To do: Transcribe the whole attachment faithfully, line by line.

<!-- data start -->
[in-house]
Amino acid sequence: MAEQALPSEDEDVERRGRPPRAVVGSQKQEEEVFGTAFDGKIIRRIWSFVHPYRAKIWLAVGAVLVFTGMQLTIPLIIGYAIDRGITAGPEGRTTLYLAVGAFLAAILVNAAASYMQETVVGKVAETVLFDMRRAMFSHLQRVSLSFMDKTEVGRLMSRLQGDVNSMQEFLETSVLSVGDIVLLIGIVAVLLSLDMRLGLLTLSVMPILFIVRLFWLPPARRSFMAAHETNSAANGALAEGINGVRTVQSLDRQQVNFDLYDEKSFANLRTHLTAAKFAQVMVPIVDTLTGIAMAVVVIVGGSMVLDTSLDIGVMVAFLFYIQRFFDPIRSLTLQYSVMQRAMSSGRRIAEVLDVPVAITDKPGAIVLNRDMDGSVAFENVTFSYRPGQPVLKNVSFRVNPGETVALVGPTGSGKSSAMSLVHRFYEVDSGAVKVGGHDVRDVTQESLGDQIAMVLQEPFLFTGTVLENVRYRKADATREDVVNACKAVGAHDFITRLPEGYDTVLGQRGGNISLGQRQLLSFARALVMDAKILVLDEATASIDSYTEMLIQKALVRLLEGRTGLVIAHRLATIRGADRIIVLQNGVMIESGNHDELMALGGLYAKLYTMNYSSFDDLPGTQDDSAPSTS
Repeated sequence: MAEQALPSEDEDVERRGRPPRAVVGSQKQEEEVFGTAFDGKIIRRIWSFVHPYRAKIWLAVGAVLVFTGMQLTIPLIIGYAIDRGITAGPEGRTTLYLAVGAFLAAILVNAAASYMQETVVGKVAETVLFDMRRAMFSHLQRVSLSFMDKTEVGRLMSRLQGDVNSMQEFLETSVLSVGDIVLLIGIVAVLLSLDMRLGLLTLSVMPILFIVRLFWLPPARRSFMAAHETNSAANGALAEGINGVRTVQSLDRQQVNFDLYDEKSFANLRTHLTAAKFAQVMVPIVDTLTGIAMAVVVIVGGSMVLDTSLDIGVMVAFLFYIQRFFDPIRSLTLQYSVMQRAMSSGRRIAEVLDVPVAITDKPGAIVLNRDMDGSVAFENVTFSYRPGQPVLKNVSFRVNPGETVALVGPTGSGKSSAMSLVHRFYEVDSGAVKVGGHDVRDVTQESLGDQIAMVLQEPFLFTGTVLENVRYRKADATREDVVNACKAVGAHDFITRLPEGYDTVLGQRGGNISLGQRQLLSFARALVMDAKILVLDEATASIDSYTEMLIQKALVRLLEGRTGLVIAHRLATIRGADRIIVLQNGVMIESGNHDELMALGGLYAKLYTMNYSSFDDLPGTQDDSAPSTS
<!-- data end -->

[in-house]
Amino acid sequence: MAEQALPSEDEDVERRGRPPRAVVGSQKQEEEVFGTAFDGKIIRRIWSFVHPYRAKIWLAVGAVLVFTGMQLTIPLIIGYAIDRGITAGPEGRTTLYLAVGAFLAAILVNAAASYMQETVVGKVAETVLFDMRRAMFSHLQRVSLSFMDKTEVGRLMSRLQGDVNSMQEFLETSVLSVGDIVLLIGIVAVLLSLDMRLGLLTLSVMPILFIVRLFWLPPARRSFMAAHETNSAANGALAEGINGVRTVQSLDRQQVNFDLYDEKSFANLRTHLTAAKFAQVMVPIVDTLTGIAMAVVVIVGGSMVLDTSLDIGVMVAFLFYIQRFFDPIRSLTLQYSVMQRAMSSGRRIAEVLDVPVAITDKPGAIVLNRDMDGSVAFENVTFSYRPGQPVLKNVSFRVNPGETVALVGPTGSGKSSAMSLVHRFYEVDSGAVKVGGHDVRDVTQESLGDQIAMVLQEPFLFTGTVLENVRYRKADATREDVVNACKAVGAHDFITRLPEGYDTVLGQRGGNISLGQRQLLSFARALVMDAKILVLDEATASIDSYTEMLIQKALVRLLEGRTGLVIAHRLATIRGADRIIVLQNGVMIESGNHDELMALGGLYAKLYTMNYSSFDDLPGTQDDSAPSTS
Repeated sequence: MAEQALPSEDEDVERRGRPPRAVVGSQKQEEEVFGTAFDGKIIRRIWSFVHPYRAKIWLAVGAVLVFTGMQLTIPLIIGYAIDRGITAGPEGRTTLYLAVGAFLAAILVNAAASYMQETVVGKVAETVLFDMRRAMFSHLQRVSLSFMDKTEVGRLMSRLQGDVNSMQEFLETSVLSVGDIVLLIGIVAVLLSLDMRLGLLTLSVMPILFIVRLFWLPPARRSFMAAHETNSAANGALAEGINGVRTVQSLDRQQVNFDLYDEKSFANLRTHLTAAKFAQVMVPIVDTLTGIAMAVVVIVGGSMVLDTSLDIGVMVAFLFYIQRFFDPIRSLTLQYSVMQRAMSSGRRIAEVLDVPVAITDKPGAIVLNRDMDGSVAFENVTFSYRPGQPVLKNVSFRVNPGETVALVGPTGSGKSSAMSLVHRFYEVDSGAVKVGGHDVRDVTQESLGDQIAMVLQEPFLFTGTVLENVRYRKADATREDVVNACKAVGAHDFITRLPEGYDTVLGQRGGNISLGQRQLLSFARALVMDAKILVLDEATASIDSYTEMLIQKALVRLLEGRTGLVIAHRLATIRGADRIIVLQNGVMIESGNHDELMALGGLYAKLYTMNYSSFDDLPGTQDDSAPSTS